We have to stop using “ethics” as an excuse to avoid investing in AI. Ethical standards are something enterprise leaders must lay out for their enterprises regardless of technology investments.
For example, what DEI standards are acceptable, and what biases does a company want to set in stone? This dictates how AI can ultimately be governed and also which partners in the ecosystem a company should work with, as most enterprise leaders want to be aligned with other like-minded enterprises. For example, if a company deems it important to create a genuine gender balance within its management ranks, it will likely prefer to work with partners who share and practice those values.
Ethical fear-mongering threatens to kill off the commercial gains of GenAI at birth in three-quarters of global enterprises
Three in four CEOs believe those with the best GenAI will obtain a competitive advantage. Yet the data – presented at an IBM event in London covering GenAI and HR – also shows three in four CEOs are willing to forego the commercial benefits of GenAI over ethical concerns.
These ethical concerns are regularly cited as the cause of delays in the implementation of AI and GenAI projects. We hear this often from service providers. Many report an uptick in the volume and value of GenAI projects in Q4 of 2023 – but they also lament how many enterprises are dragging their feet over governance concerns.
Lumping ethics in the same governance bucket as accuracy and transparency has confused enterprise buyers
But many tech firms and service providers have done themselves no favors by lumping ethics in the same ‘AI governance’ bucket as accuracy and transparency. In doing so, they have muddied the waters. Ethics, accuracy, transparency, and openness are fundamentally different.
- Ethics are a reason for governing—the why. Ethics are standards by which an enterprise chooses to be held accountable.
- Transparency is what is required to understand how well those standards are met.
- Accuracy is a measure of AI performance.
Yet we throw these three together and then wonder why the enterprise stands back, confused.
AI can’t be intrinsically ethical or empathetic
Transparency and accuracy are intrinsically machine capabilities. AI can be accurate. AI can be transparent (this is more an ambition than a reality currently). AI can’t be intrinsically ethical like a car, a washing machine, or a gun can’t be ethical. AI can be no more ethical than it can be empathetic (automatically firing out soothing phrases because you have been trained to do so is NOT the same as being empathetic.)
Only humans are capable of devising and living by ethics.
Ethics are not set in stone either. They are highly context–dependent. Context is another reason why leaders should separate ethics from things that can be built into the machine (such as accuracy and transparency). Today’s ethics are not the same as those of 50 years ago, and no doubt not the same as those of 50 years in the future. Hard-coding ethics into AI could prove an extraordinarily arrogant and risky thing for any human to attempt today.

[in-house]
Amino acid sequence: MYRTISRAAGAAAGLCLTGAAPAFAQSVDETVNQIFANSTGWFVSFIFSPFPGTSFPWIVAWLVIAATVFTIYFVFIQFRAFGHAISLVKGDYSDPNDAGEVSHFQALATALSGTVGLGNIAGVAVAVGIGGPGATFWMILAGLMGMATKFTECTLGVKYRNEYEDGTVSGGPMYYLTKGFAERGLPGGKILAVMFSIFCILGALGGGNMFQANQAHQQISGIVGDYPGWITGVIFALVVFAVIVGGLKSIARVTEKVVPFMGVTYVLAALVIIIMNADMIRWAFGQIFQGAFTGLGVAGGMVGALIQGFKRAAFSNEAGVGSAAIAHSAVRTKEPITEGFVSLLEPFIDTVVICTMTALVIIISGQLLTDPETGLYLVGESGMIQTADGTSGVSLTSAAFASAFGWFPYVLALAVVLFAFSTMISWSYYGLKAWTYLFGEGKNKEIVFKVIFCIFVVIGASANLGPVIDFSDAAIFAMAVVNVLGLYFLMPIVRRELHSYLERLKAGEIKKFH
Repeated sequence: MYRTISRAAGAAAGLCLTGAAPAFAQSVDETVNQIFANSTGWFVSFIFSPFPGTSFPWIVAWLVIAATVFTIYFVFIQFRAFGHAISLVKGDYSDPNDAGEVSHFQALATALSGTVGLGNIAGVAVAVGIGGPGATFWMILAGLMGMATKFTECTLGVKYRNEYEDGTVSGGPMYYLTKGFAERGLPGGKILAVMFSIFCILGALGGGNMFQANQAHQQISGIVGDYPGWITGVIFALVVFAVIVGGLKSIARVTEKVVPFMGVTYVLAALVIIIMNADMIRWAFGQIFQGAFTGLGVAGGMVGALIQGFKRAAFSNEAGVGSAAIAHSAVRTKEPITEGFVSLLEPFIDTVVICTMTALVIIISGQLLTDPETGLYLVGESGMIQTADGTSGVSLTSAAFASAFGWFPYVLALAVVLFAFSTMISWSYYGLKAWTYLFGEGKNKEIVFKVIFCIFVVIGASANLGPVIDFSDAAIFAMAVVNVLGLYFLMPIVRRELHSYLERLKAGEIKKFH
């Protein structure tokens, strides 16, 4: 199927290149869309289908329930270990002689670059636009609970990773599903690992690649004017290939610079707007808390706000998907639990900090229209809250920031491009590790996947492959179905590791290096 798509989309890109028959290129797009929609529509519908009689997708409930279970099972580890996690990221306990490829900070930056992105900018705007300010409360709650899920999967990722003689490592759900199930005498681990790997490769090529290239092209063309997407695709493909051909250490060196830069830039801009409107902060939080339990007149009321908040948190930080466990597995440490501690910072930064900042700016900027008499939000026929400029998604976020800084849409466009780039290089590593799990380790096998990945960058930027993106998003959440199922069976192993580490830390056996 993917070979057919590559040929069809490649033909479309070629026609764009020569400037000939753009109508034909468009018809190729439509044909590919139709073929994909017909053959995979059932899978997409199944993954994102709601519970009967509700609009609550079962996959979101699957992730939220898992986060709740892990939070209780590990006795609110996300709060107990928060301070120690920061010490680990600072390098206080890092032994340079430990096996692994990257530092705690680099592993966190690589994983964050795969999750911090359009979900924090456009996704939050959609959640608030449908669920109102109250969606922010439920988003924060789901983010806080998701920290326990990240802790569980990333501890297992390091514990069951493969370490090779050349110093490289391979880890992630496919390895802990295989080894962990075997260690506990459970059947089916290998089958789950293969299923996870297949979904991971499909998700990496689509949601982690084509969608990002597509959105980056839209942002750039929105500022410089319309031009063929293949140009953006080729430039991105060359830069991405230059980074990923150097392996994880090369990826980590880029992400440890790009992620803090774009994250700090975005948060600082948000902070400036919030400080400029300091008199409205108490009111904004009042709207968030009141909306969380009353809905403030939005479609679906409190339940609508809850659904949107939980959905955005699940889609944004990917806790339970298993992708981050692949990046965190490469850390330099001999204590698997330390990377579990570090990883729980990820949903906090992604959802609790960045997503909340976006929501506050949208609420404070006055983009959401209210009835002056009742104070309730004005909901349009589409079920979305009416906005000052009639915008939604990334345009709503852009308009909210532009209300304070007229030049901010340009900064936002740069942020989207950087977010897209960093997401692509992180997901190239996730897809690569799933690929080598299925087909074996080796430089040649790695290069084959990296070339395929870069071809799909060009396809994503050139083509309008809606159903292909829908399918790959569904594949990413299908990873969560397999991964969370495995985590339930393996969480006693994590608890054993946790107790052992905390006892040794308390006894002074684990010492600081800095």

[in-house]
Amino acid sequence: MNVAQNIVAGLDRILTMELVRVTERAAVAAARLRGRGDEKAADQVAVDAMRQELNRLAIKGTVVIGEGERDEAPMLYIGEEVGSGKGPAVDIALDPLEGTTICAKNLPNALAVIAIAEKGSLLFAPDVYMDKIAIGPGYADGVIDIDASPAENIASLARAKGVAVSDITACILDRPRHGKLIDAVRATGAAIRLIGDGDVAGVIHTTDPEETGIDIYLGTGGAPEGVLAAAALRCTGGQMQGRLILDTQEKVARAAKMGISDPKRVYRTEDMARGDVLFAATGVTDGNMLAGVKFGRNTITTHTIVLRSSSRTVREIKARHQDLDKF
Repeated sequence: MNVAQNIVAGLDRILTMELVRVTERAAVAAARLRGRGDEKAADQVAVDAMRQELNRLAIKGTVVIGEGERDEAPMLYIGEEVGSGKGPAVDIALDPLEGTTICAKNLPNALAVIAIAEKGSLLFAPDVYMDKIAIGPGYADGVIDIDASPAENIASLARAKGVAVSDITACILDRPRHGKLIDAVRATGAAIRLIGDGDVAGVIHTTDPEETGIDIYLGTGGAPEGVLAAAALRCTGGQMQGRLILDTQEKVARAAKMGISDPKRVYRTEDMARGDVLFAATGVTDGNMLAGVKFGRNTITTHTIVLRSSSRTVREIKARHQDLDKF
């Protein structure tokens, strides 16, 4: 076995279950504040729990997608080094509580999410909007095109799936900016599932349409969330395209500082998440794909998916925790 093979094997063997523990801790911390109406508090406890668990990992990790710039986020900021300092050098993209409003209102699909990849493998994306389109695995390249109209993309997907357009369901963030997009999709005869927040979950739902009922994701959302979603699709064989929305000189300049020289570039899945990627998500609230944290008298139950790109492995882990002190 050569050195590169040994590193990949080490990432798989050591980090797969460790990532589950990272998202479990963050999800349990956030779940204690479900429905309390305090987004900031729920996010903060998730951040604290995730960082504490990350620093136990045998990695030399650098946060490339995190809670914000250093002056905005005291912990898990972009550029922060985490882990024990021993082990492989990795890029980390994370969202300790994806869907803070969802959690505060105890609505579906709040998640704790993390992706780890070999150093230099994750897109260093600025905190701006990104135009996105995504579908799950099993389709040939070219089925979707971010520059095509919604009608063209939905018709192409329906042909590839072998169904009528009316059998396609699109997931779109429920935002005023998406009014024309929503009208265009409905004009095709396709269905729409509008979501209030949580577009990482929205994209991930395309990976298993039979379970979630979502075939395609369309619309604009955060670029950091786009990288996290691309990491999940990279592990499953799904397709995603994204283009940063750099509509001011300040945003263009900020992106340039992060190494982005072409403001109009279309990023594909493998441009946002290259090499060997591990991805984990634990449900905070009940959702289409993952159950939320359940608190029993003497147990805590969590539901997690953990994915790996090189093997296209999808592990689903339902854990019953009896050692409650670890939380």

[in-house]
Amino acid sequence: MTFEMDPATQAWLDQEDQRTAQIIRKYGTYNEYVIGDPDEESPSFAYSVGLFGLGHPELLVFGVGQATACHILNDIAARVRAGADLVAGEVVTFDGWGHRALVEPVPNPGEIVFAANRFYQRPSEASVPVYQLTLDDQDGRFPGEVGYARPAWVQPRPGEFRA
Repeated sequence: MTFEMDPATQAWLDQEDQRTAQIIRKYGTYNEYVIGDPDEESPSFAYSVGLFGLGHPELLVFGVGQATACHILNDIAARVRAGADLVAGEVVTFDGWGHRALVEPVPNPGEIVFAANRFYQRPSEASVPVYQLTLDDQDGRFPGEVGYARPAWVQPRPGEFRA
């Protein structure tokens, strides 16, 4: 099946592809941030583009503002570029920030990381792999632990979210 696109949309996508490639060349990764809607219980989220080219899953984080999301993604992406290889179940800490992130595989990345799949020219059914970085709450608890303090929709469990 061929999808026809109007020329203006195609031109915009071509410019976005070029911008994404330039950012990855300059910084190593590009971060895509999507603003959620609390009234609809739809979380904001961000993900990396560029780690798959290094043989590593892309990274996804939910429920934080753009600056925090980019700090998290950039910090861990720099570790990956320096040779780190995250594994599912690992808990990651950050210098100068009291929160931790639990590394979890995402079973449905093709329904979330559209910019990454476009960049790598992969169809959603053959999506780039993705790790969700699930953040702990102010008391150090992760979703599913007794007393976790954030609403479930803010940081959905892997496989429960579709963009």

Ethics remains the C-suite human concern it always was – don’t use it as an excuse to delay a tech project
As discussed in a LinkedIn article in 2018: “The challenge when trying to set rules for behavior is the huge cultural weight shaping our view of wrong and right. That view varies from culture to culture and through time.”
Ethics are not for sale. They should not be sold as part of AI governance. The enterprise owns them.
Separating the two reveals ethics is much less an AI concern and much more the C-suite human challenge it always was. Leaders should certainly NOT use ethics as a reason to delay benefiting from the 10-20% boost to business performance our report GenAI will re-shape business economics, identifies.
The Bottom-Line: Separate ethics from legal and regulatory compliance to fast-track your GenAI route to better business performance.
Enterprise leaders should own ethics. They should not leave goal setting and targets for this to third parties – machine or supplier. Leaders should assess the outcomes of using AI against enterprise-owned targets. But AI can only ever be ethical by rote, meaning ethics is one loop humans must continue to own.
Legal and regulatory obligations aren’t ethical concerns; they are compliance issues. Service providers can and should help with these – building in accuracy to measure compliance and transparency to show how compliance is met.
Enterprise leaders should separate ethics from legal and regulatory compliance to fast-track their GenAI route for better business performance.